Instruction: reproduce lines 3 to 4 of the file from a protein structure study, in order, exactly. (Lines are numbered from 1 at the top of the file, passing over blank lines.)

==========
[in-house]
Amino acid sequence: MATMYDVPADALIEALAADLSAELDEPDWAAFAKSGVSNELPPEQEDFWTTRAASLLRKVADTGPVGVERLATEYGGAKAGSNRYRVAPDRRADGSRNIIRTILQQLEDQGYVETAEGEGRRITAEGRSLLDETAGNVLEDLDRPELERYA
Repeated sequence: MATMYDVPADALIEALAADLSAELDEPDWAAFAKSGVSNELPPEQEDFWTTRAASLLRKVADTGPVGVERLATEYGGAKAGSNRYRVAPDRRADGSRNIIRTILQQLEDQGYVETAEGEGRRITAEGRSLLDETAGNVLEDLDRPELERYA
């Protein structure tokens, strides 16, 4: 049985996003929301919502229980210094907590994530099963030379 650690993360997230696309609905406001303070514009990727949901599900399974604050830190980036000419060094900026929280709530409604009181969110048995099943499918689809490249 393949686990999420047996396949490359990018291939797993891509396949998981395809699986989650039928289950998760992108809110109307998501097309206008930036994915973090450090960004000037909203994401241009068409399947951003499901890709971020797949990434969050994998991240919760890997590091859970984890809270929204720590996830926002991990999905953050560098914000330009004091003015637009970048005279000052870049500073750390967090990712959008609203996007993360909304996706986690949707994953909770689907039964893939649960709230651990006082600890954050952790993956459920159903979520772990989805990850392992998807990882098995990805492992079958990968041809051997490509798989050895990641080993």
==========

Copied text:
Repeated sequence: MATMYDVPADALIEALAADLSAELDEPDWAAFAKSGVSNELPPEQEDFWTTRAASLLRKVADTGPVGVERLATEYGGAKAGSNRYRVAPDRRADGSRNIIRTILQQLEDQGYVETAEGEGRRITAEGRSLLDETAGNVLEDLDRPELERYA
């Protein structure tokens, strides 16, 4: 049985996003929301919502229980210094907590994530099963030379 650690993360997230696309609905406001303070514009990727949901599900399974604050830190980036000419060094900026929280709530409604009181969110048995099943499918689809490249 393949686990999420047996396949490359990018291939797993891509396949998981395809699986989650039928289950998760992108809110109307998501097309206008930036994915973090450090960004000037909203994401241009068409399947951003499901890709971020797949990434969050994998991240919760890997590091859970984890809270929204720590996830926002991990999905953050560098914000330009004091003015637009970048005279000052870049500073750390967090990712959008609203996007993360909304996706986690949707994953909770689907039964893939649960709230651990006082600890954050952790993956459920159903979520772990989805990850392992998807990882098995990805492992079958990968041809051997490509798989050895990641080993």